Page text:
Where EAST meets the Northwest
RUGBY IN THE RAIN. A member of Japan’s rugby team, Jiwon Koo, carries his
teammate, James Moore, through a flooded walkway at a Tokyo stadium during team
practice. Rugby stars in Japan for the World Cup mostly heeded the same safety
warnings as Japanese residents as the country braced to be hit by a typhoon.
(Yuki Sato/Kyodo News via AP)
From The Asian Reporter, V29, #20 (October 21, 2019), page 10.
As Japan braced for typhoon, rugby squad trained in the rain
By John Pye
AP Sports Writer
TOKYO — Emergency crews were on high alert. Flights and trains were
cancelled. Rugby stars in Japan for the World Cup mostly heeded the same safety
warnings as everyone else as the country braced to be hit by a typhoon tipped to
be its worst in six decades.
Tokyo Disneyland was shut. Shops were closed, shelves empty in some places as
people stockpiled provisions. Images of massive waves pounding into Japan’s main
island were all over the media. Rugby World Cup games were cancelled.
And what was Michael Leitch and his Japan squad doing amid all this? Slogging
through shin-deep water to get onto a sodden rugby field in downtown Tokyo to
prepare for a game against Scotland that was possibly postponed. It was hours
before Typhoon Hagibis made landfall, and an earthquake in the area, but it was
evidence of how this squad does things its own way.
"Discipline is crucial when the game gets tight," Leitch was quoted as saying
by the national news agency.
They’ve certainly been disciplined. Japan won three games at the 2015 Rugby
World Cup, including the epic upset of two-time champion South Africa, but still
missed out on the quarterfinals. Despite the against-the-odds nature of that
campaign, missing out on the knockout stage deeply hurt the players. Ultimately,
it was a loss to Scotland that cost them.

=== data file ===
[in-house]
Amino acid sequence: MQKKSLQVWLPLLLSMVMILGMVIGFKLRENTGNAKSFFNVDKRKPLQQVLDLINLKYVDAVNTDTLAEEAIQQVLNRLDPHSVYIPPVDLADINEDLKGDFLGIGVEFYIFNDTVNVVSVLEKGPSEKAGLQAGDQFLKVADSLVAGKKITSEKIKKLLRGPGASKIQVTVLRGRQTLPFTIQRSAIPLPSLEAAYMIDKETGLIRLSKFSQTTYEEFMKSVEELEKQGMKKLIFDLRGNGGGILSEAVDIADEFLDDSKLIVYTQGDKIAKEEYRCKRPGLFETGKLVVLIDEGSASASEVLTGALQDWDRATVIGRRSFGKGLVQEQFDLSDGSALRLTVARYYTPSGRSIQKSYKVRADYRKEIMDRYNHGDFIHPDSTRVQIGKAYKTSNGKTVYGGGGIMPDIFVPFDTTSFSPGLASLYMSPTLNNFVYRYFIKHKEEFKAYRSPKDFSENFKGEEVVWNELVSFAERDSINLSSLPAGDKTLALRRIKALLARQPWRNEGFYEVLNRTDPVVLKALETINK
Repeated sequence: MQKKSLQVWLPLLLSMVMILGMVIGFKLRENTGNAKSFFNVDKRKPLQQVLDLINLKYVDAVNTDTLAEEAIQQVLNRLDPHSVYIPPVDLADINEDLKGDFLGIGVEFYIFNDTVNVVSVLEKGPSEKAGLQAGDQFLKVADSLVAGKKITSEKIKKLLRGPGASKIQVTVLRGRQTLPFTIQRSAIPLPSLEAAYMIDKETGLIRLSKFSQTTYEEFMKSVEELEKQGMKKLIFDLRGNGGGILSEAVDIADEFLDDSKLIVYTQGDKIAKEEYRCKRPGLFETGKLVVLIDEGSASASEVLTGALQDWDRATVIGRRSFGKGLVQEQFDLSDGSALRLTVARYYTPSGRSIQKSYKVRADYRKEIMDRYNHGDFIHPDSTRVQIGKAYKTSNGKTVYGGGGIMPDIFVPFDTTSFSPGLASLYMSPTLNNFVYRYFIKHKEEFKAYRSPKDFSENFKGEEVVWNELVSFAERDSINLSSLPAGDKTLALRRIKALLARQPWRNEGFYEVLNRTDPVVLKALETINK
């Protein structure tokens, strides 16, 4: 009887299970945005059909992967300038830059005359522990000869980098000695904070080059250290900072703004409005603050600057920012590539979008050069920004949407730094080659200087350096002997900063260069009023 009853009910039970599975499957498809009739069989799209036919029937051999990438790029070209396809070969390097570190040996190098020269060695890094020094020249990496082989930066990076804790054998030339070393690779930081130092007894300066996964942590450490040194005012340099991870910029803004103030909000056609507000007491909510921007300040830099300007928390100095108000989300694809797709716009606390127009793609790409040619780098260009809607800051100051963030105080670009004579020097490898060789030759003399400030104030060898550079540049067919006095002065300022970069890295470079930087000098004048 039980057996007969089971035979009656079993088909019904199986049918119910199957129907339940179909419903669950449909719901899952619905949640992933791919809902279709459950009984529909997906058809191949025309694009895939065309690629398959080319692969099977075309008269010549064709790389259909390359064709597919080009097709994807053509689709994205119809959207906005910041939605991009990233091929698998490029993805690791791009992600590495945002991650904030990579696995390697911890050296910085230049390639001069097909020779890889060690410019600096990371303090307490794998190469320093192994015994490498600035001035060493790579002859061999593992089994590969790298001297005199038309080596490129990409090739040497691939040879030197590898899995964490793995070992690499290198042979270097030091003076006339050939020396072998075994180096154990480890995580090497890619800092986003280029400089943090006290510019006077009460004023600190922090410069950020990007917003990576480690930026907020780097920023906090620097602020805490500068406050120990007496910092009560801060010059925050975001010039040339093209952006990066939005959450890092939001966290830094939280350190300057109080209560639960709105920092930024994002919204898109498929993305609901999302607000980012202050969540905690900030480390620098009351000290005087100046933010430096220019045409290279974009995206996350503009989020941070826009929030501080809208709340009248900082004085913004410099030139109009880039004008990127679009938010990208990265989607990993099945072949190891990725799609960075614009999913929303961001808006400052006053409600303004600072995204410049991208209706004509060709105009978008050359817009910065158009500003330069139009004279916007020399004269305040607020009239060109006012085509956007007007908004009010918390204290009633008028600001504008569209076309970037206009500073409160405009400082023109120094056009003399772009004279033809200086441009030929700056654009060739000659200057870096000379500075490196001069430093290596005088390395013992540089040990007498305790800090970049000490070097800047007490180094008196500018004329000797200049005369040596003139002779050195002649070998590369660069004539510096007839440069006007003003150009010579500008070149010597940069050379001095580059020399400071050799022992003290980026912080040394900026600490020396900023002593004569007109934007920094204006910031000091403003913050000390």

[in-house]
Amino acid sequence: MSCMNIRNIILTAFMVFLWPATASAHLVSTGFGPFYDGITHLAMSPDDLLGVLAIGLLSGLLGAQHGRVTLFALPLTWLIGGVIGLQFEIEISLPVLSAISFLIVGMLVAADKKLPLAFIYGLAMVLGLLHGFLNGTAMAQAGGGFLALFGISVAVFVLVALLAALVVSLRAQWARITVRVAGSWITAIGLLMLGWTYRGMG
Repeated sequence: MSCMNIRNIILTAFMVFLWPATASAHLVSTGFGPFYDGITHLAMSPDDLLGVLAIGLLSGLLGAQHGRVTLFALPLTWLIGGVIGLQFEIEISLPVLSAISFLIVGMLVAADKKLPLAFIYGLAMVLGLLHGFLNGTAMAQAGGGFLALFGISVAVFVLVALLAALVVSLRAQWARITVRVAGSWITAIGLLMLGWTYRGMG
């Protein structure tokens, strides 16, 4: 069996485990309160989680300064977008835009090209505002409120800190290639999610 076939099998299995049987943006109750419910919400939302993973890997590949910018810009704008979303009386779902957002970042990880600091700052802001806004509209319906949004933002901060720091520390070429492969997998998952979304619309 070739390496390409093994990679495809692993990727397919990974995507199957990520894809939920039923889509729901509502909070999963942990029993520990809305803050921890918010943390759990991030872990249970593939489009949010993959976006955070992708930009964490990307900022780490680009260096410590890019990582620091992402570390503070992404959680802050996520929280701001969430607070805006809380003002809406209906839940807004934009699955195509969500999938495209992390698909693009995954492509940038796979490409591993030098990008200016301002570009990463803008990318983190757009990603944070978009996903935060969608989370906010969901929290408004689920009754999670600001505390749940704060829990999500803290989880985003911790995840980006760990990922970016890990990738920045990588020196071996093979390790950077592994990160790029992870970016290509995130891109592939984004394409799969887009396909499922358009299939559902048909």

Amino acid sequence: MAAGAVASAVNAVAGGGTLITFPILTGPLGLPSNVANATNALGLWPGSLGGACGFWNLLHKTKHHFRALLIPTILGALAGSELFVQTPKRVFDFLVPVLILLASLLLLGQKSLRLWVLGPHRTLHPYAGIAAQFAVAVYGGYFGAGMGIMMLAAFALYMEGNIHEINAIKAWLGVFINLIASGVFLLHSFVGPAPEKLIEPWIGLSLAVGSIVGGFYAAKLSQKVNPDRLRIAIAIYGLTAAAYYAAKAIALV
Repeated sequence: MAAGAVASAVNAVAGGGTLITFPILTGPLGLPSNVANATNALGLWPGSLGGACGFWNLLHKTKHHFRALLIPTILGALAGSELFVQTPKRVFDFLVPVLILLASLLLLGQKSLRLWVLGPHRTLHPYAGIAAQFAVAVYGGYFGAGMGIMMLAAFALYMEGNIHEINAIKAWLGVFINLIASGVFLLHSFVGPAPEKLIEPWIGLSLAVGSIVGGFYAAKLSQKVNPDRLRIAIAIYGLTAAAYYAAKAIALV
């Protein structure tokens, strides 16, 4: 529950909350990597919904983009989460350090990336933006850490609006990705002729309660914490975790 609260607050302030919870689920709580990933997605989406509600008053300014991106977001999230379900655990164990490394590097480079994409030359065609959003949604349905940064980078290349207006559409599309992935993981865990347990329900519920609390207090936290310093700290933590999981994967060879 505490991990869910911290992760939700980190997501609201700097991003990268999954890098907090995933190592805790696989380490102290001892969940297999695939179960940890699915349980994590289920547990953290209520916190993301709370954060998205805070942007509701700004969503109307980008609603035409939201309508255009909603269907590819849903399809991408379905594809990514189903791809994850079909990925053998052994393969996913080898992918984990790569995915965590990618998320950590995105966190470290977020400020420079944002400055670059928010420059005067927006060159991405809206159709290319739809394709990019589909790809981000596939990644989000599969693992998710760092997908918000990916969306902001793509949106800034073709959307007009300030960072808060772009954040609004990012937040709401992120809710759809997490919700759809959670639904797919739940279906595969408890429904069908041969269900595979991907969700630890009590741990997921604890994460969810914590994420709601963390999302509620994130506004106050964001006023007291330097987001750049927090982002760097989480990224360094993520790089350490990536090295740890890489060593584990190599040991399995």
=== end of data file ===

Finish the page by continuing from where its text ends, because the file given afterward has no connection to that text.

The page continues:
The squad that some critics regarded as an assembly of rugby expats has
certainly won the support of the host nation, probably because perseverance is a
Joseph is a former New Zealand forward who played against Japan at the 1995
World Cup, and then switched to play for Japan in ’99. And now he’s coach.
Leitch was born in New Zealand, has Fijian heritage, but moved to Japan at
age 15 and is playing in his third World Cup, his second as captain. He’s teak
tough, and a leader who exemplifies the team-first attitude. Players like halves
partners Yutaka Nagare and Yu Tamura and winger Kenki Fukuoka have highlighted
the increasing depth of the homegrown talent pool.
Prop Keita Inagaki was on the Japan squad that lost to Scotland four years
ago in England, and he carries that as motivation.
"I have never forgotten that feeling of defeat," Keita was quoted as saying
by Kyodo. "We played two tests against them a year later and I still remember
the pain from those, too."
Japan advanced to the quarterfinal round, but was defeated by South Africa
over the weekend. In the semifinals, held October 26 and 27, England meets New
Zealand and Wales plays South Africa. The final takes place November 2.
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